• United States



by Sandy Kendall

How Do You Figure the Odds?

Apr 21, 20032 mins
CSO and CISOData and Information Security

Its bad enough when security is breached in any of our systems, but when that breach is captured live on national TV, it really makes you shudder. Last weeks incident at Comiskey Park (OK, U.S. Cellular Field) in Chicago, when a fan jumped onto the field and tackled the first base umpire, was surely a big shudder for Major League Baseball, and many others.

And the shuddering creates a ripple effect. While this particular event didnt lead to serious physical harm of the first base ump, it will no doubt, because of its public viewing and repeated replaying, lead to some security changes. (Also because, bizarrely, a similar incident occurred at Comiskey Park last fall.)

A colleague here at CSO went to a ballgame at Fenway Park the very next night, and told us that he and a friend got to talking about the event and then, during pitching changes, they made some rough calculations about the odds of such a thing happening. We did the math, he said. There are 162 games and 30 teams, so that equals 2430 games. Multiply that by, say, 10 years and thats 24,300 games. We guessed an average of 25,000 fans per game, so we squared 25,000 (for ease) and it comes out to 625,000,000 fans over 10 years. Two incidents out of 625,000,000 fans means your threat pool is 1 in 300,000,000 fans will do something like this. Or you could say, given 2 years and 2 incidents, its likely to happen once a year (1 in 2,430 risk). But since it has only happened twice in 10 years, you could also position the risk as 1 in 10,215. At any rate, this isnt to minimize the effect or suggest the incident shouldnt be treated seriously, but rather to demonstrate how hard the security job isboth in determining risk and in planning for a threat thats not bloody likely.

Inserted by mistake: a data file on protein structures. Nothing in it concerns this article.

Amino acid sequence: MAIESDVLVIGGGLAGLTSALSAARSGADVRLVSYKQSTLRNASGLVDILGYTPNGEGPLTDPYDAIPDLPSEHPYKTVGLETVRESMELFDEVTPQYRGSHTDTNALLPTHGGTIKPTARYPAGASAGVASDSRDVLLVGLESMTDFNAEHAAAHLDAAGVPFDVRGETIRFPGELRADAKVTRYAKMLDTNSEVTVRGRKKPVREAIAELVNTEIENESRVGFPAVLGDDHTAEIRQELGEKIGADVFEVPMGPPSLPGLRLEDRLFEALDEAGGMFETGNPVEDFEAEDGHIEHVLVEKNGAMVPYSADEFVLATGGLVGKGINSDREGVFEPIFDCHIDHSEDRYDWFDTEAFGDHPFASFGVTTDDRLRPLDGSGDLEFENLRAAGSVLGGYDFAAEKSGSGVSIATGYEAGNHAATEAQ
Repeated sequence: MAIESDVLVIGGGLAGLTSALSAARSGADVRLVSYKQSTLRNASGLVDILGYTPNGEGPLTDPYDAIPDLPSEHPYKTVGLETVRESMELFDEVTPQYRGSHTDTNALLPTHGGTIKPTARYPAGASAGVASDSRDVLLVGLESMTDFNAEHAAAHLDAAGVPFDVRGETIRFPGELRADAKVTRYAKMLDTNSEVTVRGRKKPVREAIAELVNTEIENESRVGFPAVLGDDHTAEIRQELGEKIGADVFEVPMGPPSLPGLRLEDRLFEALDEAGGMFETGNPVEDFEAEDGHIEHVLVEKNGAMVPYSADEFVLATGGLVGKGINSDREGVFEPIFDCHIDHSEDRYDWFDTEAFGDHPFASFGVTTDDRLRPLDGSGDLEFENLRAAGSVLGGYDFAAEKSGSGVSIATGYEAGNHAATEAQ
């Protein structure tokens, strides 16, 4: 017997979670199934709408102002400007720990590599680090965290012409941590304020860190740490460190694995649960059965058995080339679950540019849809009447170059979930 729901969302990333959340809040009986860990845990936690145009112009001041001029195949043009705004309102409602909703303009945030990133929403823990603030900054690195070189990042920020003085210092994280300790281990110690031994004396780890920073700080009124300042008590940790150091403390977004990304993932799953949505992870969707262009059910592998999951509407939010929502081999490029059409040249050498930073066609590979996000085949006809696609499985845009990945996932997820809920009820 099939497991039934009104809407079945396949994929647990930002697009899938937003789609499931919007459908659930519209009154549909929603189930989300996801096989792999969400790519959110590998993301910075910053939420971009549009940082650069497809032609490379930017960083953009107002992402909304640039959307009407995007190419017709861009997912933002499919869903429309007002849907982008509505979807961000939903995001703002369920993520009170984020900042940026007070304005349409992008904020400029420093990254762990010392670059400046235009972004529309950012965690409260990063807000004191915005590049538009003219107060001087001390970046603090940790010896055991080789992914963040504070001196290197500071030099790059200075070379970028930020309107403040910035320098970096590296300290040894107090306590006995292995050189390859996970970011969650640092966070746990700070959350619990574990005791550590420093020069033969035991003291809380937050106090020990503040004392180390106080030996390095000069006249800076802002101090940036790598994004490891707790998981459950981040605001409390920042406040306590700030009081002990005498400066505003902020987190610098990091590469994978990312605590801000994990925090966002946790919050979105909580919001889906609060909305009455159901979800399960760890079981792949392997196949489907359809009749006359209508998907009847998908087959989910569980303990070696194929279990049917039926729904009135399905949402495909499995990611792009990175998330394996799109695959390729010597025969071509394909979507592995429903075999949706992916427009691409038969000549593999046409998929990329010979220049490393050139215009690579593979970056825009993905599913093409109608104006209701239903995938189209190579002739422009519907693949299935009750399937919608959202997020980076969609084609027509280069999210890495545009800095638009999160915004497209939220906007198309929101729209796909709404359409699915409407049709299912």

Obviously my colleagues reckonings are less than scientific, but they illustrate the point: How do you prepare and assign resources to prepare for an event that is not bloody likely? Even assuming all the necessary metrics are in hand, how do you select the right permutation for analyzing them? And how do you balance that with intangibles such as public perception? In short, how do you decide which threat to focus on? Tell us your strategy.